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CA adhesive- spontaneous combustion?


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I was assembling carronades today, attaching eyebolts to the carriages, using CA.  The eyebolts are blackened brass, the carriages are wood (Redheart with a touch of TruOil finish). I dabbed the joint with a small piece of paper towel to wick away the excess adhesive. 

 

I was wearing a pair of Optisight magnifying visors, and when I applied a very small amount of CA, I noticed smoke coming off the assembly. And when I touched the eyebolt with my finger to assure it was secure, it was hot!  I have touched parts secured with CA that felt hot before, and thought it was my imagination, but seeing the smoke confirmed it. 

 

I have read that CA in contact with cotton or wool will spontaneously combust, but was not aware contact with wood (or was it the blacking agent, or the TruOil, or the brass, or the paper towel?) would cause such an exothermic reaction. 

 

Is my experience unique?

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That is a little scary. Watched some You Tube video and the Q-tip started smoking when CA was added, a lot of CA.

 

There was also a video of a Chemist using a Temperature  probe that showed not all CA does this as some have an inhibitor in the formula .

Edited by Jim Rogers
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If I may..............over the year's of using CA product's in ship model construction I have seen what appears to be "smoke"when the product is applied to certain types of wood materials. The "smoke" is more of a fume in nature rather than smoke. The CA fume will adhere to skin and other materials quite readily such as glass and plastic I.E. our skin is moist as well as is moisture in wood fiber. One thing for sure, if CA is used in large quantity and your eyes are subject to the fuming over a period of time there will be permanent eye damage. There are several types of applicator devices that can be used to apply the CA to the intended work which keeps the user from being directly over the work during use. These tools usually are similar to a hypodermic needle or a wire with and eyelet on the business end.....a drop of CA will transfer to the "point" from the container or eye and then can be transferred to the work..........if an accelerator is applied to the work prior to the CA using the same method, the "fume" will be pretty instantaneous if there is one and more direct to that spot. Some of the "super glues" which are sold in grocery store's in the very small tubes seem to be semi fluid but not as fluid as the thin CA and some of those do not seem to fume.........they take a bit longer to set up as well. None the less, CA can really raise havoc if not used with caution................been there and done that for sure!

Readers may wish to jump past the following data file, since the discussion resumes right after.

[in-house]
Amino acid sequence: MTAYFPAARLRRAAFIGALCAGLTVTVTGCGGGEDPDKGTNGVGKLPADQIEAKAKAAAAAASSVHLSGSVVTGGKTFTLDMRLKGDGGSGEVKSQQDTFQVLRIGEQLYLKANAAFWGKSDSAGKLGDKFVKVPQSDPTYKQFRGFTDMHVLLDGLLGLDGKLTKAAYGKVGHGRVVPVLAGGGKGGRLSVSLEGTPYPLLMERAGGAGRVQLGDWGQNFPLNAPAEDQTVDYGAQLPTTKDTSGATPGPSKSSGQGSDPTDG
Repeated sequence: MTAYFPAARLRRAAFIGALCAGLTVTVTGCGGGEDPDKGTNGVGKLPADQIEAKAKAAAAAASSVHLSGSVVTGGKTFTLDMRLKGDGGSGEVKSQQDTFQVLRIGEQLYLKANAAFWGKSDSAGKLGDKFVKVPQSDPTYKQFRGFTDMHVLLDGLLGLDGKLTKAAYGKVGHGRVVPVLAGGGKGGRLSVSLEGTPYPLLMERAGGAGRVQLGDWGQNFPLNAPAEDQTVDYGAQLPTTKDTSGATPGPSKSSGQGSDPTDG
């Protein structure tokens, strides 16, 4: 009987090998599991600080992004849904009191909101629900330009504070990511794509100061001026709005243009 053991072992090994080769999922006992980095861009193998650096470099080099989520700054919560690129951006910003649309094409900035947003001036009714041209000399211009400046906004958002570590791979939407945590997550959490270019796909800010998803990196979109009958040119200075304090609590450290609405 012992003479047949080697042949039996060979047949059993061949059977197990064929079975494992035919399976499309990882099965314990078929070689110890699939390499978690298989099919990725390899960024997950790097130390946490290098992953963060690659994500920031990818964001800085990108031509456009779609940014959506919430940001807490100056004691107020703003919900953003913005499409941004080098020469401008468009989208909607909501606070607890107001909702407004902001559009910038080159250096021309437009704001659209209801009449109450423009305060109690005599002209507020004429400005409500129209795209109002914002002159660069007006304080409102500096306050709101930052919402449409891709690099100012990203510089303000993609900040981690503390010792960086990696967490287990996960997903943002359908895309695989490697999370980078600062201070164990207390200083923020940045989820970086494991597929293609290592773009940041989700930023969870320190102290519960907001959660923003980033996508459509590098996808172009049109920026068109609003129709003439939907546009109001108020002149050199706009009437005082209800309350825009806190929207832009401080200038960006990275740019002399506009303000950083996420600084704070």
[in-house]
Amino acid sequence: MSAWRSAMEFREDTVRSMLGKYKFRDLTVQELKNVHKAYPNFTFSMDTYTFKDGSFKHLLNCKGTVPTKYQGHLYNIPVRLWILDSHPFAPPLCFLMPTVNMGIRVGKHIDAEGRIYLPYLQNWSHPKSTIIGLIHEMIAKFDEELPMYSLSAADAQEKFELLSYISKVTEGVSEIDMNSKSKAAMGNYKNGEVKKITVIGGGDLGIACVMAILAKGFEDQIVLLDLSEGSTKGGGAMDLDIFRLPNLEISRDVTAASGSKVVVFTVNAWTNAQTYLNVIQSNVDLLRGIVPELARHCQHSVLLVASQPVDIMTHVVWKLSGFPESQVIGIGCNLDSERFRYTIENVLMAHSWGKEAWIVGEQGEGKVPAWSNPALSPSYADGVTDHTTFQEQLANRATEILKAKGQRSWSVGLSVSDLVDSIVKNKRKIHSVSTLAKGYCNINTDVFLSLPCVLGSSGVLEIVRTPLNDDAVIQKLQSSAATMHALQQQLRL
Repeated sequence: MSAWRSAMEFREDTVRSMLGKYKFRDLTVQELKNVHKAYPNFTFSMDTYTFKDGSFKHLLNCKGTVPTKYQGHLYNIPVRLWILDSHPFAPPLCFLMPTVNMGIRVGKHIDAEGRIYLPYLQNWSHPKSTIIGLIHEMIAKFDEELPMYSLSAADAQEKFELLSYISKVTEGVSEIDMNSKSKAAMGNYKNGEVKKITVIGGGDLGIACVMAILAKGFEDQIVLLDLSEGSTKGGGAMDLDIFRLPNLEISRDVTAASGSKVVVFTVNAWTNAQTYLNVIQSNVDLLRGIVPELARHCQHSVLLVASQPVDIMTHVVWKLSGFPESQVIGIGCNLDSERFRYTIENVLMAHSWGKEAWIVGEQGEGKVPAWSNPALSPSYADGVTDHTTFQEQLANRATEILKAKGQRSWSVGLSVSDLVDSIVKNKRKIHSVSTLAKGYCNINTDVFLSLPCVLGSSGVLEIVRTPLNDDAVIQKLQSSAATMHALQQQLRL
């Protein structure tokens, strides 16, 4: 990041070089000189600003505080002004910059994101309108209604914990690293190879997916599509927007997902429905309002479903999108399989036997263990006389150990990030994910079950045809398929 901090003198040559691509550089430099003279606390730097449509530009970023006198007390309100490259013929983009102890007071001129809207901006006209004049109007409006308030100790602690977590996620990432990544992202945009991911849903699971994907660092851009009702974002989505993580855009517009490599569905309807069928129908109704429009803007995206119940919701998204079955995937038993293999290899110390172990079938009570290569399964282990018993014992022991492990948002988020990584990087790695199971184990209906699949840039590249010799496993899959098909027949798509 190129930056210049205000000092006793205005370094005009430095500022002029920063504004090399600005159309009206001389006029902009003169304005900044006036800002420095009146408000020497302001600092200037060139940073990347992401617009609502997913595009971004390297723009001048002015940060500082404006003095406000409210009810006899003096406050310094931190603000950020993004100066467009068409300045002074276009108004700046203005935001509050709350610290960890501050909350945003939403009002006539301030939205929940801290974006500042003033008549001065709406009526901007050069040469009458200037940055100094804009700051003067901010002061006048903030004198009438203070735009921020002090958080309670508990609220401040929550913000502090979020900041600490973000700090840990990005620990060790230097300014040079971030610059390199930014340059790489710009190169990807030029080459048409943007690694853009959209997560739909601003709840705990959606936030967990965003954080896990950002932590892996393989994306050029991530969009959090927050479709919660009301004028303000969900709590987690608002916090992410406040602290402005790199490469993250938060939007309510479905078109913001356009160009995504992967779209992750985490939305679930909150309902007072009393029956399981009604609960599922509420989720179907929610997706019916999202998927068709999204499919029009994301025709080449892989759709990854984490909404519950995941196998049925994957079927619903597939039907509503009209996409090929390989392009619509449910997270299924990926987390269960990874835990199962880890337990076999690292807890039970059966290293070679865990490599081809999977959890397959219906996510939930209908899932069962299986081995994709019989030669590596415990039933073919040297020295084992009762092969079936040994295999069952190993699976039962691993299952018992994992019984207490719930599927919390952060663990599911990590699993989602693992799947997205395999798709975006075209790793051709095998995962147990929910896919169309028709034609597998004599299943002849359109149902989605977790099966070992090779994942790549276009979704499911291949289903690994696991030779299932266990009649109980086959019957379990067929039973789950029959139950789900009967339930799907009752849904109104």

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From Wikipedia:

Reaction with cotton, wool, and other fibrous materials

Applying cyanoacrylate to some natural materials such as cotton (jeans), leather or wool (cotton swabs, cotton balls, and certain yarns or fabrics) results in a powerful, rapid exothermic reaction. This reaction also occurs with fiberglass and carbon fiber. The heat released may cause serious burns,[26] ignite the cotton product, or release irritating white smoke. Material Safety Data Sheets for cyanoacrylate instruct users not to wear cotton (jeans) or wool clothing, especially cotton gloves, when applying or handling cyanoacrylates.[27]